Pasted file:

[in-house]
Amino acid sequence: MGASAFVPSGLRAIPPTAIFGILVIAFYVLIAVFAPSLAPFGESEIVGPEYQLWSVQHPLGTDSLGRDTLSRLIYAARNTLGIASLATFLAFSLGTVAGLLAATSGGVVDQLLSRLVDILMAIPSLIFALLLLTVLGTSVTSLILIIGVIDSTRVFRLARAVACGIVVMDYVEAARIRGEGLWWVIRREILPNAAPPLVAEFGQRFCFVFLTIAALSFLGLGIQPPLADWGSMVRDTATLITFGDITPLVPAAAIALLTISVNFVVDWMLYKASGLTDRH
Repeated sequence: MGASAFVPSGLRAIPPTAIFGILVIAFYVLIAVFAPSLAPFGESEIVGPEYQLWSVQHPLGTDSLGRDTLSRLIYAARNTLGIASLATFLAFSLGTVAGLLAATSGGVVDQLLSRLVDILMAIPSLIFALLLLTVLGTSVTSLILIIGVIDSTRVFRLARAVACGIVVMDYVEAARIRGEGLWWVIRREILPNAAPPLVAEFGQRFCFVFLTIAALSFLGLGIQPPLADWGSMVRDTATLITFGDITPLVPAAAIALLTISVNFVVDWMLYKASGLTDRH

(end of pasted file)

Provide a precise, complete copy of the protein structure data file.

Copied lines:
[in-house]
Amino acid sequence: MGASAFVPSGLRAIPPTAIFGILVIAFYVLIAVFAPSLAPFGESEIVGPEYQLWSVQHPLGTDSLGRDTLSRLIYAARNTLGIASLATFLAFSLGTVAGLLAATSGGVVDQLLSRLVDILMAIPSLIFALLLLTVLGTSVTSLILIIGVIDSTRVFRLARAVACGIVVMDYVEAARIRGEGLWWVIRREILPNAAPPLVAEFGQRFCFVFLTIAALSFLGLGIQPPLADWGSMVRDTATLITFGDITPLVPAAAIALLTISVNFVVDWMLYKASGLTDRH
Repeated sequence: MGASAFVPSGLRAIPPTAIFGILVIAFYVLIAVFAPSLAPFGESEIVGPEYQLWSVQHPLGTDSLGRDTLSRLIYAARNTLGIASLATFLAFSLGTVAGLLAATSGGVVDQLLSRLVDILMAIPSLIFALLLLTVLGTSVTSLILIIGVIDSTRVFRLARAVACGIVVMDYVEAARIRGEGLWWVIRREILPNAAPPLVAEFGQRFCFVFLTIAALSFLGLGIQPPLADWGSMVRDTATLITFGDITPLVPAAAIALLTISVNFVVDWMLYKASGLTDRH